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15 November 2012
Samantha StokesMedia OfficerE-mail: email@example.com
The summer may have passed and there’s a nip in the air but the RSPB is calling on the people of West Sussex to venture outside and help their garden wildlife through the cold winter months.
Winter can be a tough time for our wildlife. Natural food sources start to dwindle in the cold weather as there is more competition from birds and other wildlife, plants may become covered with snow, berry crops come to an end and lakes, rivers and ponds often freeze over.
In harsh winters, birds like blackbirds, song thrushes, and even exotic waxwings – seasonal visitors from Scandinavia – come to our gardens in a search for food.
And feeding birds in the garden is a popular activity – many of us are already feeding our feathered friends at least once a week – so now is a good time to ‘Step Up for Nature’ and start doing our bit to help them survive the cold damp months.
“Feeding in winter can be a life-saver for a wide range of species and will help birds to be in good health when the breeding season arrives next spring”, says Samantha Stokes of the RSPB in the South East.
“Birds feast on natural foods such as berries, fallen fruits and insects during autumn. However, Supplies of these are not limitless. Birds are increasingly reliant on us to provide additional food to get them through the cold winter nights.
“Garden favourites such as robins, blackbirds and finches have come to rely on feeders and tables as fast and easy food. Birds use most of their energy just surviving the cold nights. Our support is essential in making sure they stay alive.”
So if you feel like having some friends round this winter, the RSPB have five top tips for making sure you are the ‘host with the most’ for your feathered visitors.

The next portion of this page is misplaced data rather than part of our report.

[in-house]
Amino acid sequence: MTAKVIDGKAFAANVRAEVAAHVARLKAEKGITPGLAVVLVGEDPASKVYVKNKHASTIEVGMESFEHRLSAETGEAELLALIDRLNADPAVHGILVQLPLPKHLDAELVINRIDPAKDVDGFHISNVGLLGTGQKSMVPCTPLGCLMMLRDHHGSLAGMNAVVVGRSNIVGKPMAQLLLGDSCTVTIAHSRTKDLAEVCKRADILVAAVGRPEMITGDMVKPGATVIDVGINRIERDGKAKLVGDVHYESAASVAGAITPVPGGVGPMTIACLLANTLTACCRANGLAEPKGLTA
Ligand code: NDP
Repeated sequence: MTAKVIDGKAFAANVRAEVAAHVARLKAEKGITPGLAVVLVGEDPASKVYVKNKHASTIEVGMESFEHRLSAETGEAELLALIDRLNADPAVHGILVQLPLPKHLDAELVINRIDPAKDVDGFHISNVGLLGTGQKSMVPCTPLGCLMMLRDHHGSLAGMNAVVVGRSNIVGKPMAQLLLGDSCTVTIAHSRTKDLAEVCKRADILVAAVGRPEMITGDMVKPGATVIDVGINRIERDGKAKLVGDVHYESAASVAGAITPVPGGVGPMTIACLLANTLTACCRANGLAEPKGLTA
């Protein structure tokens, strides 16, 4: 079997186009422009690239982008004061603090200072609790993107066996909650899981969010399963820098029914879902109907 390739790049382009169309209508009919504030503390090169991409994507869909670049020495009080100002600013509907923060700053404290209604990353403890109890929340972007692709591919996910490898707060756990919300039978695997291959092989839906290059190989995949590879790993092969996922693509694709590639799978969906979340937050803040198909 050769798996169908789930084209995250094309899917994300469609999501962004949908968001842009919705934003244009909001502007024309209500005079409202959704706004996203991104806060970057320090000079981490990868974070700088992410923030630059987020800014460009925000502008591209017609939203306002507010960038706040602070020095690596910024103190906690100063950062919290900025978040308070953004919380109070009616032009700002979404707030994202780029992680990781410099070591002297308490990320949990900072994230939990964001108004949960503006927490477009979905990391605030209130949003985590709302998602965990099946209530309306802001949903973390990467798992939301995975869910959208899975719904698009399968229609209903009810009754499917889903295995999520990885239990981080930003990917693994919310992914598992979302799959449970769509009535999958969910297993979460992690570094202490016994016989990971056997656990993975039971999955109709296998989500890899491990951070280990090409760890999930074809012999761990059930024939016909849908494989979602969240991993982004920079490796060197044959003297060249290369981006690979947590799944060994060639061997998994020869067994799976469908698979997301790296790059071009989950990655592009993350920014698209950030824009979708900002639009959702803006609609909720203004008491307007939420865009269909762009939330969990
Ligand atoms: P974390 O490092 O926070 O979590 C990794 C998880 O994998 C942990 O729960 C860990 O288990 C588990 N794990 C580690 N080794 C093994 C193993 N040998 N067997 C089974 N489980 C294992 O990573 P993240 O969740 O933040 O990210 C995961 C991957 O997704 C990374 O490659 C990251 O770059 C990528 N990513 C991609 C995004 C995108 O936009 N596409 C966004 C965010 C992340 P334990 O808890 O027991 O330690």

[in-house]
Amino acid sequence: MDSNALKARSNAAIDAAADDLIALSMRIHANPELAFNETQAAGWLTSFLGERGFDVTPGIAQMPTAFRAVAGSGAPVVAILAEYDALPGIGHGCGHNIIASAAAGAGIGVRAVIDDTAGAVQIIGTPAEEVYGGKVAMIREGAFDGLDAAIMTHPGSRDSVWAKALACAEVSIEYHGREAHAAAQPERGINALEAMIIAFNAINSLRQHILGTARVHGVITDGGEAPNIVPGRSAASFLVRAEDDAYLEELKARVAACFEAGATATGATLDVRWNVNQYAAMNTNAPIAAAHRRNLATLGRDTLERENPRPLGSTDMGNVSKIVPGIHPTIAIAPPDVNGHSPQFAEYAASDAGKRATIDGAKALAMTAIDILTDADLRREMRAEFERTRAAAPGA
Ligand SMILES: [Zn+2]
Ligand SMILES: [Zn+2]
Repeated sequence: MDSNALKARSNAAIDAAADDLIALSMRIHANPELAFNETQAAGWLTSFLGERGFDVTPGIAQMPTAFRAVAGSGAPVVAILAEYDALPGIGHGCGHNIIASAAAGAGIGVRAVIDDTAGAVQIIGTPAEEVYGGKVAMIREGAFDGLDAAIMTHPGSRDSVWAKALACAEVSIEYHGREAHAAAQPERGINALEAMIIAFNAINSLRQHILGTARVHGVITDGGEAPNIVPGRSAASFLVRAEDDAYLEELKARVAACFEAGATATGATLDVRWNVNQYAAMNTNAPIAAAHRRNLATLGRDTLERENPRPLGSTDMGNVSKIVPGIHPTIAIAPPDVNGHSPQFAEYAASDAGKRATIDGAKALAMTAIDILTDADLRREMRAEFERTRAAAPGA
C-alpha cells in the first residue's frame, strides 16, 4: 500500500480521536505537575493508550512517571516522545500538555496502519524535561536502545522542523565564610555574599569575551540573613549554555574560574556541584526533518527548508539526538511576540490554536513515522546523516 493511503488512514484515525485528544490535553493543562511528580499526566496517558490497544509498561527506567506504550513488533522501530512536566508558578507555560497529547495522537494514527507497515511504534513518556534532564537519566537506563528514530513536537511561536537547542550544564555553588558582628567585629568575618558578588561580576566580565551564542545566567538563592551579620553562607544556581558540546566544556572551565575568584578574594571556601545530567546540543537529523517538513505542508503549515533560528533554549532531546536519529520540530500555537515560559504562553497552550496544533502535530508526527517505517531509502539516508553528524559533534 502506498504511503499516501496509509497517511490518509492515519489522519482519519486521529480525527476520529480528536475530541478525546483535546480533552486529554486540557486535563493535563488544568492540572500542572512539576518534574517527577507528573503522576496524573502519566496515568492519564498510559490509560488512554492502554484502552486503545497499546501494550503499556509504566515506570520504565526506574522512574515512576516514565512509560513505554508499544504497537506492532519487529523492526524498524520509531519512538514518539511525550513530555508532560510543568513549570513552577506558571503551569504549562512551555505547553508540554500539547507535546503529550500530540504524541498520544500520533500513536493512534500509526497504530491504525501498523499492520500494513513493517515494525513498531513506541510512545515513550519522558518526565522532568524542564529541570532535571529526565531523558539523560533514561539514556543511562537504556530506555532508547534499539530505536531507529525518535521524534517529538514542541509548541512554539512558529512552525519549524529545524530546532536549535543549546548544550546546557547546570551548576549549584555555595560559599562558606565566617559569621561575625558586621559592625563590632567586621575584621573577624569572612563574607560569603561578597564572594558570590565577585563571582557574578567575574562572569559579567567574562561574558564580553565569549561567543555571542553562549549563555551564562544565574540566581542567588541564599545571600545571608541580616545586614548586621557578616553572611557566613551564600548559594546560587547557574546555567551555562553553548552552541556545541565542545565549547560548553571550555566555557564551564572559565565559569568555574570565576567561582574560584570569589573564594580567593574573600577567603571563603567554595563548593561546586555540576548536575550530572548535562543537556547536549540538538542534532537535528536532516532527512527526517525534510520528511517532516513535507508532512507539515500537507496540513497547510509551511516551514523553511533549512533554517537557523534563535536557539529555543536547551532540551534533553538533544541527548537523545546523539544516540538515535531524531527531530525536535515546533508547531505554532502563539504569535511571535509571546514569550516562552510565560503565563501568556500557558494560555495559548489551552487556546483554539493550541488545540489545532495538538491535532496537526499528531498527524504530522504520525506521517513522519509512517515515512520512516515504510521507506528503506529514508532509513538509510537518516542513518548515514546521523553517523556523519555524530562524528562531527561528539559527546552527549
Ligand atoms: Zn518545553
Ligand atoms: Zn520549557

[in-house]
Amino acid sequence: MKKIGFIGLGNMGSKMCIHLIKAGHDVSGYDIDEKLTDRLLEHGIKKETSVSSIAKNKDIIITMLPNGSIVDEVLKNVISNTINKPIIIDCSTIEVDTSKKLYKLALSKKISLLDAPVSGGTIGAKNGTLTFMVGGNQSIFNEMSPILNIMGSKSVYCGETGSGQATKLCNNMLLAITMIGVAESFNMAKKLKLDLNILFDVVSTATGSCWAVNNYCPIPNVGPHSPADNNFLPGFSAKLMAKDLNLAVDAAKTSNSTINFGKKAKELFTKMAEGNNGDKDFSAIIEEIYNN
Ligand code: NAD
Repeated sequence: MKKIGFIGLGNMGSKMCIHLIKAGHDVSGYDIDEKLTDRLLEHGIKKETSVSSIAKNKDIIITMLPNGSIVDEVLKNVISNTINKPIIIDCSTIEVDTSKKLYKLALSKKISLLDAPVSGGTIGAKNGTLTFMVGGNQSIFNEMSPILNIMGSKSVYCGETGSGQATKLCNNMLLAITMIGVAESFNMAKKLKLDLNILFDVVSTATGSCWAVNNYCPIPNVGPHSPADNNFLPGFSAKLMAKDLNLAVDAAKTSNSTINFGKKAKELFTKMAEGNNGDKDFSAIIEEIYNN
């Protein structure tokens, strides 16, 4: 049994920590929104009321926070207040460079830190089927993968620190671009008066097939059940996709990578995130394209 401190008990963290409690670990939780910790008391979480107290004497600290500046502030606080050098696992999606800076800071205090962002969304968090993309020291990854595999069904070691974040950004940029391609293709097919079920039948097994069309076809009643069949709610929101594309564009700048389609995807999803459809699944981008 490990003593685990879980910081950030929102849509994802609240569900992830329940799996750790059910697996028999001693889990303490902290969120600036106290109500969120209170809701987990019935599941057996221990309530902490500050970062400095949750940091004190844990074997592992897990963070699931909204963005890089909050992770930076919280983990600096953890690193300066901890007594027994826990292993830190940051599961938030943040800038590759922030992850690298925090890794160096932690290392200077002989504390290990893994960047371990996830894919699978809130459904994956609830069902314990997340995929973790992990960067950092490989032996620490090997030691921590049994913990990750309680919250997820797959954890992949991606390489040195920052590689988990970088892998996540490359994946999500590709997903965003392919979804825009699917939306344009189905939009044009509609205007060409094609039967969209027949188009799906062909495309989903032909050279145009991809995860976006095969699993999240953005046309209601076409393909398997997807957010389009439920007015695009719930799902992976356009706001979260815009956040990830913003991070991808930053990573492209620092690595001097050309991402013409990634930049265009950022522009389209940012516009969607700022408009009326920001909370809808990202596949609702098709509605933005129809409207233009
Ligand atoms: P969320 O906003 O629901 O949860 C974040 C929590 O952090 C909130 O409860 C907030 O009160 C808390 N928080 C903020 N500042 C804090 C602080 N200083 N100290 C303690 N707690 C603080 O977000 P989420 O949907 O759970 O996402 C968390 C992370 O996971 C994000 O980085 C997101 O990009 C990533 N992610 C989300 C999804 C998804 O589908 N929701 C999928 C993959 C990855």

Be creative in the kitchen. Different birds have different tastes and you are likely to attract far more species if you go for variety. More unusual items to try include pastry, cooked rice, mild grated cheese and cooked potatoes. Birds are polite guests – they won’t moan over a bit of mould on their bread! But avoid any salted foods, and buy toxin-free peanuts from reputable dealers.
Something to drink? Birds need water to drink and bathe in all year. Especially in hard frosts, open water can be hard to find. Change the water regularly and never add salt.
Go for the healthy option. Bird tables and feeders should be cleaned weekly with very dilute disinfectant to reduce the risk of disease.
Choosing your venue. Don’t put food on the ground if your garden is used by cats. And locate your table and feeders near to cover to give songbirds an escape route from predators.
A bed for the night. Now is the time of year to put up nestboxes, not only to give birds a place to nest in the spring but many birds use nestboxes to roost in overnight during cold winter nights.
Follow these tips and you’ll guarantee yourself a great party!
Putting out seed, peanuts or kitchen scraps will help your birds on a day-to-day basis, but now is also a great time to think longer term about turning your garden into a haven for wildlife. A few simple steps taken now will help birds, insects, hedgehogs and bats in the coming spring.
Plant deciduous trees, native shrubs and climbers like honeysuckle, rose and ivy to provide food and shelter. Leave patches of long grass to provide a home for insects, or build a log pile, they are perfect for insects, fungi mosses & lichens.
Sow nectar and seed-rich flowers such as alyssum, sunflower and knapweed to encourage insects for birds to feed on.
As well as nestboxes for birds, think about providing winter hibernation places for hedgehogs or installing a roosting box for bats.
Create a water feature such as a pond or bog garden as much wildlife relies on a regular supply of freshwater.
To learn more about how to provide food, shelter and habitat for wildlife in urban spaces, visit the RSPB's Homes for Wildlife project webpage at www.rspb.org.uk/hfw.
Gardening for wildlife is just one of a variety of ways people can do their bit to ‘Step Up for Nature’ and help save species in trouble.
The RSPB’s ‘Stepping Up for Nature’ movement encourages everybody to take steps, no matter how big or small, in order to help protect nature and ensure the Government meets its target to halt the decline in biodiversity by 2020. For more information and ideas on what you can do visit the campaign website www.rspb.org.uk/steppingup